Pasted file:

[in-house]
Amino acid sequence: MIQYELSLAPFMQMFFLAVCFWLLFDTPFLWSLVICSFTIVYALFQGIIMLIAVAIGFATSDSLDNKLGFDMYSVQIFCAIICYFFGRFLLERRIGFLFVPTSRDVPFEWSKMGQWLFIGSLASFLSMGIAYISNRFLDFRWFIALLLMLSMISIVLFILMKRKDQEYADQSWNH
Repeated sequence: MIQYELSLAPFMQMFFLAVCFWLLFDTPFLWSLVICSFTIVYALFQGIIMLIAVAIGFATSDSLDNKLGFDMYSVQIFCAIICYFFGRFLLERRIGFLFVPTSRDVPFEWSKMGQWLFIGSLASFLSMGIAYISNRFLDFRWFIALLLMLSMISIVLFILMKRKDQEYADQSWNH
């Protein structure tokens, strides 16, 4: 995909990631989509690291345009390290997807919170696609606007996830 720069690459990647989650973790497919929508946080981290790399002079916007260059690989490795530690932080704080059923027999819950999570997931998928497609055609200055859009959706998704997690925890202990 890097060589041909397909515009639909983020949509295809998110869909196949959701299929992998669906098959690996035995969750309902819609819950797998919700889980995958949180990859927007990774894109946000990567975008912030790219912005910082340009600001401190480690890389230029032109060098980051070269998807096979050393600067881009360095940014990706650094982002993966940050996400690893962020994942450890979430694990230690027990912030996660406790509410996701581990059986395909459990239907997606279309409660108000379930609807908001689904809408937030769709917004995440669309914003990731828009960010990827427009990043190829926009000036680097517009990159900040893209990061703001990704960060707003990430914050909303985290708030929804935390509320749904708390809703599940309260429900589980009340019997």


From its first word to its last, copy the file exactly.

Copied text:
[in-house]
Amino acid sequence: MIQYELSLAPFMQMFFLAVCFWLLFDTPFLWSLVICSFTIVYALFQGIIMLIAVAIGFATSDSLDNKLGFDMYSVQIFCAIICYFFGRFLLERRIGFLFVPTSRDVPFEWSKMGQWLFIGSLASFLSMGIAYISNRFLDFRWFIALLLMLSMISIVLFILMKRKDQEYADQSWNH
Repeated sequence: MIQYELSLAPFMQMFFLAVCFWLLFDTPFLWSLVICSFTIVYALFQGIIMLIAVAIGFATSDSLDNKLGFDMYSVQIFCAIICYFFGRFLLERRIGFLFVPTSRDVPFEWSKMGQWLFIGSLASFLSMGIAYISNRFLDFRWFIALLLMLSMISIVLFILMKRKDQEYADQSWNH
């Protein structure tokens, strides 16, 4: 995909990631989509690291345009390290997807919170696609606007996830 720069690459990647989650973790497919929508946080981290790399002079916007260059690989490795530690932080704080059923027999819950999570997931998928497609055609200055859009959706998704997690925890202990 890097060589041909397909515009639909983020949509295809998110869909196949959701299929992998669906098959690996035995969750309902819609819950797998919700889980995958949180990859927007990774894109946000990567975008912030790219912005910082340009600001401190480690890389230029032109060098980051070269998807096979050393600067881009360095940014990706650094982002993966940050996400690893962020994942450890979430694990230690027990912030996660406790509410996701581990059986395909459990239907997606279309409660108000379930609807908001689904809408937030769709917004995440669309914003990731828009960010990827427009990043190829926009000036680097517009990159900040893209990061703001990704960060707003990430914050909303985290708030929804935390509320749904708390809703599940309260429900589980009340019997």